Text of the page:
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Autosave in Word 97

Posted on 1999-07-01
Medium Priority
Last Modified: 2008-02-01
I run Word 97 SR-1.
In "Tools", "Options", "Save", I have checked:
_ Always create backup copy
_Allow background save
_Save Autorecover info every one minute.
_Save Word file as Word Document.

Every minute, I can see a small icon representing a diskette appearing in the right down corner of my Word Document.

This means that the automatic save is being done.

HOWEVER, if, after waiting four minutes and seeing four saves, I restart the machine by pressing the "reset" to simulate a crash, when I go back to my document after reboot , NOTHING has been saved of the text I typed during the four minutes.

Can you help?

Thank you,

Daniel Bessis
Question by:dbessis
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LVL 22

Expert Comment

ID: 1607831

After restarting your computer, don't double-click your document to open it. Just start the Word application and it should automatically open up all documents you were working on when your computer was reset.

Ture Magnusson
Karlstad, Sweden

Accepted Solution

mark_ottaway earned 240 total points
ID: 1607832
Autorecover is not an 'automatic save' as such.  It saves info separately from your file in case of a crash to help recover SOME or all info previously entered but not saved.

The Autorecover info is saved in a number of temp files (look for ~$ at the beginning of the file name) in the same directory as that of the document it applies to.

Word will look for recovery info which is needed on starting up, so just start Word from the Start Menu and it will bring back any recovery files it can - with "(Recovered)" in the title bar after the name.

If you try and open the file directly (e.g. by double-clicking it) it will NOT recover any info, but will open the original file at its last saved state.

Word cannot recover a temp file which has been damaged during a crash.  If ScanDisk detects a problem with one of these files (after your simulated 'crash'), chances are it will be deleted and Word will no longer be able to recover it.

I.e. there are some recoveries which Word cannot do.  If (by chance) your computer was just writing to Words recovery file as you pressed Reset, it may have damaged the file beyond repair.  Hence, no recovery once ScanDisk has done its stuff.

A risky technique, but one that can work, is to escape out of ScanDisk at the DOS prompt when your computer restarts and let the computer boot.  If it succeeds all the way to your desktop, try and launch Word.  It will soon tell you if the file is corrupted.  Note: be sure to run a full Scan Disk as soon as you've saved the file again though.

Instead of trying your Reset technique to test Word's Autorecovery, try this:

1. Open a Document and type a few lines then save it using any name/directory you like.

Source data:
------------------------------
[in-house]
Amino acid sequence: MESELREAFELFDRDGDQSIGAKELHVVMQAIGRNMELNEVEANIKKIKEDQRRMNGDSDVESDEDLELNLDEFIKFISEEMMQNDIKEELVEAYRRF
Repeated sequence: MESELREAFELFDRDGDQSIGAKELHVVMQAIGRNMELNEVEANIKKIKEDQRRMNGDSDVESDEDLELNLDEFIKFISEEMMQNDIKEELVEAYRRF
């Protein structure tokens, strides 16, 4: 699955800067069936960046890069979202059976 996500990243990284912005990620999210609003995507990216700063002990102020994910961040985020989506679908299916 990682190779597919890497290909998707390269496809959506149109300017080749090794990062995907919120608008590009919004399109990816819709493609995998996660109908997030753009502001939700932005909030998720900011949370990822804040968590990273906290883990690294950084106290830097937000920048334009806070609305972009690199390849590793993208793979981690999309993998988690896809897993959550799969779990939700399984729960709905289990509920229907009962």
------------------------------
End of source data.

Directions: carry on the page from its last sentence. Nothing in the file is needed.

2. Now type a few more lines but do not save.  Leave it for a minute to allow Autorecover to kick in.

3. Press CTRL-ALT-Del, highlight Word and then End Task.  Hit Cancel to the message that comes up.

4. Wait a while and Windows will report that it is unable to close Word.  Click 'End Task' and Word will be force-closed.

5. This screws Word up a bit, but should not damage your Autorecover file.

6. Re-start Word and you should see your file recovered, including the info you didn't save.

7. Shutdown and reboot your computer once you've tried this.  This tidies things up.
LVL 22

Expert Comment

ID: 1607833

Don't you think that the essence of your lengthy answer is exactly what I said in the two-line comment that I posted three hours before your answer?


Author Comment

ID: 1607834

I discovered that in my Autoexec.bat there was a line to DELETE all the temp directories! Since I suppressed that line the save works fine.
However, I have a nearly empty 5GB Hard Drive, how can I have my *.doc document saved every five minutes automatically to the HD, just as if I were saving it myself by clicking on "save"? Why is such a simple thing impossible with such a sophisticated product?
Thank you for your help,
Daniel Bessis

Expert Comment

ID: 1607835
Ture - verbose, maybe, but Daniel seems to have found it useful anyway!  When I posted my (yes long!) comment, your comment wasn't logged for some reason.  I was the first to reply as far as I knew, although I now see you did post before me.  Apologies if it looks like I was stealing your thunder.

Daniel - I think Microsoft have purposely avoided an AutoSave which overwrites your file.  Do you always want to save your latest file??  You would never be able to revert back to an older version that way if you change your mind.

However I guess it would be useful as an option.  Perhaps a background macro?  (Excel has one - autosave.xla.)

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